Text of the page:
Why is salt bad for our health?

Salt puts up our blood pressure. Raised blood pressure (hypertension) is the major factor which causes strokes, heart failure and heart attacks, the leading causes of death and disability in the UK.  There is also increasing evidence of a link between high salt intake and stomach cancer, osteoporosis, obesity, kidney stones, kidney disease and vascular dementia and water retention. Salt can also exacerbate the symptoms of asthma, Ménière's disease and diabetes. Click on our resources section to find our useful factsheets


Small amounts of salt are essential for our health. Adults need less than 1 gram per day and children need even less. As a nation we are all eating approximately 8.1g of salt per day, far more than we need and more than the  recommended maximum of 6g per day, putting us at risk of all of these health problems. The good news is that reducing your salt intake can lower your blood pressure and the risk of disease. In fact right down to 3g per day, the lower the salt intake, the lower the blood pressure.

Different groups of people can also have different reasons to keep an eye on their salt intake, click here to see how men, women and children are affected by the salt in their diet.

Blood pressure

Blood pressure is the amount of pressure that blood puts on your blood vessel walls as it is pumped around the body. Certain factors such as being overweight, lack of exercise and, in particular, a high salt diet can raise your blood  pressure, leading to heart attacks and strokes. A third of adults have high blood pressure, defined as 140/90 mmHg, and many don’t even know they have it as it has no symptoms; your GP will be able to check your blood pressure for you.  The risk of disease starts within the normal range of blood pressure, well below 140/90 mmHg, so most people will benefit from lowering theirs. It’s a myth that developing high blood pressure is inevitable as you grow older, keeping your salt intake down, watching what you eat and taking exercise will keep it under control.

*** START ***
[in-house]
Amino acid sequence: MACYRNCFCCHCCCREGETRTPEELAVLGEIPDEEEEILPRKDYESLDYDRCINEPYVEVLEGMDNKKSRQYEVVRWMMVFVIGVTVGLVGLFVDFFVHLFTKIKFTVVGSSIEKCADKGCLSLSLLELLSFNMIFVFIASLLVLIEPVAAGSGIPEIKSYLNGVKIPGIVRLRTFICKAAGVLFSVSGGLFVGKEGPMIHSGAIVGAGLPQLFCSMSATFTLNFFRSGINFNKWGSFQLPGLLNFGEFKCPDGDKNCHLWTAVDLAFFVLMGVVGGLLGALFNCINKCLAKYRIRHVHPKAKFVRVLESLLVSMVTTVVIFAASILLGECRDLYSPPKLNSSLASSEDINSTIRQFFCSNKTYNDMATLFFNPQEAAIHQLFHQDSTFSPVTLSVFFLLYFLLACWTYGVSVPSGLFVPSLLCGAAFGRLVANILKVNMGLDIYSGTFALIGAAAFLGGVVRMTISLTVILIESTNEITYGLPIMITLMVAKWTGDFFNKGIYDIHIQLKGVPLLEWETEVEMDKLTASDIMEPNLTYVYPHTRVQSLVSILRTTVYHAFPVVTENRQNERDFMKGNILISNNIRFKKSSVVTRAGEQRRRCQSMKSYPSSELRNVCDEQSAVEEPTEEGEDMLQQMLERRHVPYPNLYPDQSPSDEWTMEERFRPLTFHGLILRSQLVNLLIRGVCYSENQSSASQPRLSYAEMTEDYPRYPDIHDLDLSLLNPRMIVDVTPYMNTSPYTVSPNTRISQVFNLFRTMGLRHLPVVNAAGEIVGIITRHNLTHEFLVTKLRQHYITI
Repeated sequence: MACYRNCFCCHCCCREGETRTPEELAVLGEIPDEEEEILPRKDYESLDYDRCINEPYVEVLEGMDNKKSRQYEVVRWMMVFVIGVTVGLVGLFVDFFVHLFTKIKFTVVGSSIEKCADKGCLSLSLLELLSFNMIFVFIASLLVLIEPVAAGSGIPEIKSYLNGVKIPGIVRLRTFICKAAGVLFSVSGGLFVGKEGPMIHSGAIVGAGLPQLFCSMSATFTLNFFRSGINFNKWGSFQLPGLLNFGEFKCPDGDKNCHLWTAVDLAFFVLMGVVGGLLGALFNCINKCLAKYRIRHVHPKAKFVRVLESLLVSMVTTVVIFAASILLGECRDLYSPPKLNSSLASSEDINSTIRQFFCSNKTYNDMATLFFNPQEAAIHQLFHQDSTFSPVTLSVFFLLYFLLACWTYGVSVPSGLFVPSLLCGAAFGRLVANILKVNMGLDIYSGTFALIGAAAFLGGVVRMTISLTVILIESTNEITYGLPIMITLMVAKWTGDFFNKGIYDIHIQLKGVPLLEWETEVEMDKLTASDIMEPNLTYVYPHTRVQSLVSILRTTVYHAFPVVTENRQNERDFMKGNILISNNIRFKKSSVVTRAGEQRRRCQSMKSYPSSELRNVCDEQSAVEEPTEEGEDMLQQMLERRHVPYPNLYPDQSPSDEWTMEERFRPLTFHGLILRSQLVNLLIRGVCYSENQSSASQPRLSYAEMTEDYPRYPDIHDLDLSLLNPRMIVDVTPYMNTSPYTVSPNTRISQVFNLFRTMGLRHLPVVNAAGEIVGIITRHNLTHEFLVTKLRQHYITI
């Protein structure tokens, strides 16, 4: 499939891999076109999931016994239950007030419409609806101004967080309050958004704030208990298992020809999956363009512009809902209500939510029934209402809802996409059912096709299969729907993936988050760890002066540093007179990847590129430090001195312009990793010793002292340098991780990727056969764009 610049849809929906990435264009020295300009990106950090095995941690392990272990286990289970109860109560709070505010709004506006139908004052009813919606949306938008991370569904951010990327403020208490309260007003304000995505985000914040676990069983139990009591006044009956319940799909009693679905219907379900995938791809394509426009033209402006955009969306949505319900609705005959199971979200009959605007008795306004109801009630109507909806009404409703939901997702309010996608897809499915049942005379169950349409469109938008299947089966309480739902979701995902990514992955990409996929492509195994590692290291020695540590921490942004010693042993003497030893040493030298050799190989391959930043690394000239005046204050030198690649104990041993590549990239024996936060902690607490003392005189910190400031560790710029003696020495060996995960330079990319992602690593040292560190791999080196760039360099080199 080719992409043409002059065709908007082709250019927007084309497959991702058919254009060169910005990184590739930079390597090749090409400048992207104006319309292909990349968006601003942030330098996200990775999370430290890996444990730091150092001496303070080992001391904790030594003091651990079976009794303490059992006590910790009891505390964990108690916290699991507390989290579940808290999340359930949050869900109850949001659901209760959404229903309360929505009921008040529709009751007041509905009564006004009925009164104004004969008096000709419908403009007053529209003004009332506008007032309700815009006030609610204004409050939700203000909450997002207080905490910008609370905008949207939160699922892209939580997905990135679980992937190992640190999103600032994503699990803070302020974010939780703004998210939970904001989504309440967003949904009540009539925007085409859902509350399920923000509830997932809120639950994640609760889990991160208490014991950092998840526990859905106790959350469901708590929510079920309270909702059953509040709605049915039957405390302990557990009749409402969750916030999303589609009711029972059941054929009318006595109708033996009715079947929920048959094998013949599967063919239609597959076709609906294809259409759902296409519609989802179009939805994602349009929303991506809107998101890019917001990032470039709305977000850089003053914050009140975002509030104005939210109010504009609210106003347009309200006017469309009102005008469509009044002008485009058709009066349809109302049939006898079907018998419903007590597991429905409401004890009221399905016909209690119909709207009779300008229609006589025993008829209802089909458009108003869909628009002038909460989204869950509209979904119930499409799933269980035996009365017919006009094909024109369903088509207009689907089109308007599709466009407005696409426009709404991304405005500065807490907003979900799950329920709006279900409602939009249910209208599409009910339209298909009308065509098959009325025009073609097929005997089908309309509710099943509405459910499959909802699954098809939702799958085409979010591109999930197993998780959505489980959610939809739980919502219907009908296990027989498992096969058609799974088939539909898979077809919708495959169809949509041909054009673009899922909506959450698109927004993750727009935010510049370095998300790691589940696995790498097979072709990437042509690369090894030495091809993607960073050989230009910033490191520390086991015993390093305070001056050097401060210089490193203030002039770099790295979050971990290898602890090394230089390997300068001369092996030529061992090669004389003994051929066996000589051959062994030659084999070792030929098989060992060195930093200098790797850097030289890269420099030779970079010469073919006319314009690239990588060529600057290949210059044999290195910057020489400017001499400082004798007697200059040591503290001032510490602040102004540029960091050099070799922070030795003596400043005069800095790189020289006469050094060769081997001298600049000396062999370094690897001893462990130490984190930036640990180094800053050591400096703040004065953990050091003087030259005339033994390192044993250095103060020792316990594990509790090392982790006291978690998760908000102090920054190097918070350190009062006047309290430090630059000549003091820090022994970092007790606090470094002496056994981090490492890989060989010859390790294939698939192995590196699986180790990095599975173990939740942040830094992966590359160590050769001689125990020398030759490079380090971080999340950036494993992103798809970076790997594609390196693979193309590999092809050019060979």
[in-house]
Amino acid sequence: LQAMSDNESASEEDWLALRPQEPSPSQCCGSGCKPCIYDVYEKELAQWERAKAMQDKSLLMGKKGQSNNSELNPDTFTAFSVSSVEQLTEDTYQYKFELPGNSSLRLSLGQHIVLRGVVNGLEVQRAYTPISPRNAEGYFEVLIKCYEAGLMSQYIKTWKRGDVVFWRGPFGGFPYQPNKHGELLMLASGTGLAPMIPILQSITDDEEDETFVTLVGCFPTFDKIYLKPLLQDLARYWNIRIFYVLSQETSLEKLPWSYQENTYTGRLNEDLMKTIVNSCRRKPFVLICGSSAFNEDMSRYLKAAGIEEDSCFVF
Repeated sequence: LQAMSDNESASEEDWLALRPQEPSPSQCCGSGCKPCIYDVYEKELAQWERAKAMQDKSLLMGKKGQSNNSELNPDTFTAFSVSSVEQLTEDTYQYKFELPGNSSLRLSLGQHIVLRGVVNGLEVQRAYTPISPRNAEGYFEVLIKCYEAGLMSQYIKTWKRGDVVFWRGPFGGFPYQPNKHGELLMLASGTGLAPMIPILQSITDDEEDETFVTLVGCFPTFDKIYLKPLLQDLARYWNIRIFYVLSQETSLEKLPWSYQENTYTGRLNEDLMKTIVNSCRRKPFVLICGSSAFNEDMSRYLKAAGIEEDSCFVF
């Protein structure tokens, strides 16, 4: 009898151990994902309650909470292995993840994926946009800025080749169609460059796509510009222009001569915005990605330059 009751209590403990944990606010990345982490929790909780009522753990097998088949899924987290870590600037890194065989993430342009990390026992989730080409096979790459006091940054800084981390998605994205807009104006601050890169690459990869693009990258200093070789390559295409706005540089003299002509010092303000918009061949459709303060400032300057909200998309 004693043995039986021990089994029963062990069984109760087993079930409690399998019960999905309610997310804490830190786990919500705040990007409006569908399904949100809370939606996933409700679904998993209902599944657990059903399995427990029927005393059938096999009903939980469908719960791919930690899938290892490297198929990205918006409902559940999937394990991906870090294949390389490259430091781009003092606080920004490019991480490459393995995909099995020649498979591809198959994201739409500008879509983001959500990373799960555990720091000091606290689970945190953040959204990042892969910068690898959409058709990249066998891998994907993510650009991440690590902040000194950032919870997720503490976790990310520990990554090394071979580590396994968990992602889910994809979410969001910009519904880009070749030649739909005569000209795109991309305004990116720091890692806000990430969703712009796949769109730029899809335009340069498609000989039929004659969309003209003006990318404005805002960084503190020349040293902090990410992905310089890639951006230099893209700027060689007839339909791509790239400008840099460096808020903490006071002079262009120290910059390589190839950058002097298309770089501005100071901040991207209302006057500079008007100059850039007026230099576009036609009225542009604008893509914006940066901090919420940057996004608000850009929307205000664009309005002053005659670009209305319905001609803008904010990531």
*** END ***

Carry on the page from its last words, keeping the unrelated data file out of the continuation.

Click here for a fact sheet about Salt and Blood Pressure


A stroke usually occurs when the blood supply to part of the brain is cut off, reducing the flow of oxygen to the brain, causing cells to die. There are two main types of stroke; ischemic strokes, when a blood vessel becomes blocked, and haemorrhagic strokes, when a blood vessel bursts and bleeds into the brain. Stroke is the third biggest killer in the UK and a leading cause of severe adult disability. High blood pressure is the single most important risk factor for  stroke and salt is the major factor that raises blood pressure, salt is therefore responsible for many of these strokes. Stroke is not an inevitable part of aging and many can be prevented by keeping blood pressure under control, through salt reduction, exercise and healthy eating.

Click here for a fact sheet about Salt and Stroke

Coronary Heart Disease

Coronary heart disease (CHD) is the term used to describe what happens when the heart’s blood supply is reduced or blocked leading to heart failure and heart attacks. CHD is the UK's biggest killer, with one in every four  men and one in every six women dying from the disease. Approximately 300,000 people have a heart attack each year.

Raised blood pressure is a major risk factor for CHD. It causes the walls of blood vessels to become thick so that the blood vessels become too narrow and can’t carry enough blood to the heart. Over time this can lead to a  thickening of the heart muscle, reducing the heart’s ability to pump blood around the body, leading to heart failure - where not enough blood is carried around the body. The thickened blood vessel walls can also lead to clots forming; these clots can block the blood supply to the heart and cause a heart attack.

As raised blood pressure is a major risk factor for CHD and salt raises blood pressure, lowering salt intake, losing weight and making other lifestyle changes can dramatically reduce your risk.

Click here for a fact sheet about Salt and your Heart

Stomach cancer

A high salt diet increases the risk of stomach cancer. A quarter of the 7000 new cases each year can be attributed to salt. The bacterium Helicobacter pylori (H. pylori) is the major risk factor for stomach cancer as it can lead to inflammation of the stomach which can in turn lead to stomach ulcers and stomach cancer. H. Pylori in the stomach will not necessarily cause damage, however salt can damage the lining of the stomach, making it more  vulnerable to the effects of H.pylori, and salt may also increase the growth and action of the bacterium making it more likely to cause damage. Men are at a higher risk than women and there are other important risk factors for stomach cancer explained in the fact sheet.